“The epitome of wholesome vegan eats disguised as rich comfort food.” That’s how Laura Wright of The First Mess describes this little fancy-stuff-on-toast concoction, and in our opinion, that’s exactly how the best healthy meals should be. (Not everyone can handle all kale salads all the time.) It’s one of Laura’s go-to cold-weather recipes, mostly because it’s quick and easy to put together while still being totally satisfying and even a little decadent. Plus, she tells us, it’s legit good for you: “Shiitake mushrooms are excellent immune boosters, the chickpeas are rich in protein and fibre, and a thick slice of wholegrain sourdough makes it so delicious.” We’ll never look at toast the same way again.

PHOTO CREDIT: Laura Wright, The First Mess 

Running With Tweezers’ Silky Spinach Soup

We know, we know. It’s…really green. But don’t be fooled by this soup’s conspicuously healthy-looking appearance. Tami Hardeman of Running With Tweezers assures us this soup recipe is straight-up comfort in a bowl. “I’ve made this for large crowds, and at first, everyone kind of raises their eyebrows at how green it is,” she tells us. “But then, they taste it.” The velvety-puréed soup, made thick and smooth with the addition of a single potato, is not only super-nourishing—it’s also easily adaptable to pretty much any diet (and, as long as you have a blender or an immersion blender, dead-simple to whip up).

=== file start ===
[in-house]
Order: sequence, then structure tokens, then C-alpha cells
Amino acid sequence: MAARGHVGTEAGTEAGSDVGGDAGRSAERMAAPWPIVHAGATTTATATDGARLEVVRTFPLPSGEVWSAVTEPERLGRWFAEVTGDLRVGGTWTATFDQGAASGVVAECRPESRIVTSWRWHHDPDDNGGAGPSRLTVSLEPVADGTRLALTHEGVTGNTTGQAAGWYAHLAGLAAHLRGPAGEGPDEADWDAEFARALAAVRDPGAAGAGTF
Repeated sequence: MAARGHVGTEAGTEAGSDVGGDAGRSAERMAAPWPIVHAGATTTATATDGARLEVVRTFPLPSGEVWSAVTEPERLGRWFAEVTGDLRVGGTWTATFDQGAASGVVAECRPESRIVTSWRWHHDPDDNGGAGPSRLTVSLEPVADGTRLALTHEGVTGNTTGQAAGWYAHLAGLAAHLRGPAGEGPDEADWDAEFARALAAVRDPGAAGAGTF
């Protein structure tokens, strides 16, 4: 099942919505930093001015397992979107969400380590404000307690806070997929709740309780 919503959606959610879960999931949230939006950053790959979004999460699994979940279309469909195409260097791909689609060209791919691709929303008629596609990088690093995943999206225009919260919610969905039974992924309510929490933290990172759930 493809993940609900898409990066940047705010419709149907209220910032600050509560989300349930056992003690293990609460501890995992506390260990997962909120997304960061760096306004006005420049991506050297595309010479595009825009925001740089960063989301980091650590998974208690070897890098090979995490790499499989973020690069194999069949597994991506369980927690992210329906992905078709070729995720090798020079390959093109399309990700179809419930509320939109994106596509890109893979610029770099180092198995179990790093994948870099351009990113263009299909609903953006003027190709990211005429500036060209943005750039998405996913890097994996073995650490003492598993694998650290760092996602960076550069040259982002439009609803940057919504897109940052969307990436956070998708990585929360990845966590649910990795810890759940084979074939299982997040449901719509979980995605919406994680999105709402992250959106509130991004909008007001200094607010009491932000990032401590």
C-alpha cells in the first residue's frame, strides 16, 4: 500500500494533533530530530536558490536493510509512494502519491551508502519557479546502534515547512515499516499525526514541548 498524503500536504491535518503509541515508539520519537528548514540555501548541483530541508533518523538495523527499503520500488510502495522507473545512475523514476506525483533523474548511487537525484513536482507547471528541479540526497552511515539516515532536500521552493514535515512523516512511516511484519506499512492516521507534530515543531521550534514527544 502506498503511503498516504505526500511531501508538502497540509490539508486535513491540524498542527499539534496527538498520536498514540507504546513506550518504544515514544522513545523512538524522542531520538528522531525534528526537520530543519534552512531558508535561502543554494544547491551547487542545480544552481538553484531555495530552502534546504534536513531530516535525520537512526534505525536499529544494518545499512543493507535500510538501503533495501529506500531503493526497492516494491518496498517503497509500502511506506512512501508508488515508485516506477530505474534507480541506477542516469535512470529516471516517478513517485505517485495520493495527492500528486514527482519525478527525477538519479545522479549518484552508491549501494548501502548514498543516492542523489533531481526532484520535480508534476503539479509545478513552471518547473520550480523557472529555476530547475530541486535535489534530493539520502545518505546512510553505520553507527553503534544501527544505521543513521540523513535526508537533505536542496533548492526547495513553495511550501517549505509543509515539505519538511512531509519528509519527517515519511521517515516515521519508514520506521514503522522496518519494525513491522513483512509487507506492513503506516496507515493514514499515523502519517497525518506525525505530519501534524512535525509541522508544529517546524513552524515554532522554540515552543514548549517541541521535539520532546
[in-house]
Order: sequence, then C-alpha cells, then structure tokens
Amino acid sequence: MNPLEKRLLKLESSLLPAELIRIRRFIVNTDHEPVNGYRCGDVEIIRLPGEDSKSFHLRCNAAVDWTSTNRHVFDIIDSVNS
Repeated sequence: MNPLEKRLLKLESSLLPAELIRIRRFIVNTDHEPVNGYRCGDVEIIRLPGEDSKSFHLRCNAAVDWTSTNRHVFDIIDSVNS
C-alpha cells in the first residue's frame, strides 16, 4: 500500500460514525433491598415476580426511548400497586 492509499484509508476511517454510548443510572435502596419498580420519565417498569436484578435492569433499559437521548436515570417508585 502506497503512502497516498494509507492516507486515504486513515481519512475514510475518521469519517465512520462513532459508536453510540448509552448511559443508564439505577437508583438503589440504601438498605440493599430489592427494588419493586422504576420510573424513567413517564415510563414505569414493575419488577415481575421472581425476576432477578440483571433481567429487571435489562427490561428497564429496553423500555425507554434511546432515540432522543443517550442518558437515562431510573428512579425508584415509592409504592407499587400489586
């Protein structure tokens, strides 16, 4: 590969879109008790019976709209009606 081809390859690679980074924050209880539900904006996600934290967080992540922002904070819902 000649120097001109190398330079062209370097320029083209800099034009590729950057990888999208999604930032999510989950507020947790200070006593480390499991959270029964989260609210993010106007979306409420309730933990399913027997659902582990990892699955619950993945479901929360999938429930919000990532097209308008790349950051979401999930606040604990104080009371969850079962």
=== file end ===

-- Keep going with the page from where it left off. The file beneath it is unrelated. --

PHOTO CREDIT: Tami Hardeman, Running With Tweezers

The Clothes Make The Girl’s Paleo Shepherd’s Pie

Melissa Joulwan, the weightlifting rock ‘n roll badass behind The Clothes Make The Girl, is our kind of gal: “I’ve never met a casserole I didn’t like,” she says, adding that her unabashed love for “peasant food” is a joke in her household. After adopting the paleo diet a few years ago and finding a sad void of “comforting, delicious, gloppy food,” she set out to create a dish that satisfied her love for hearty, cozy food without derailing her diet. The result: a shepherd’s pie made with creamy puréed cauliflower instead of mashed potatoes. “It’s the best kind of compromise,” she says. “Flavorful, hearty, and healthy.” Pro-tip: this goodness tastes even better the next day.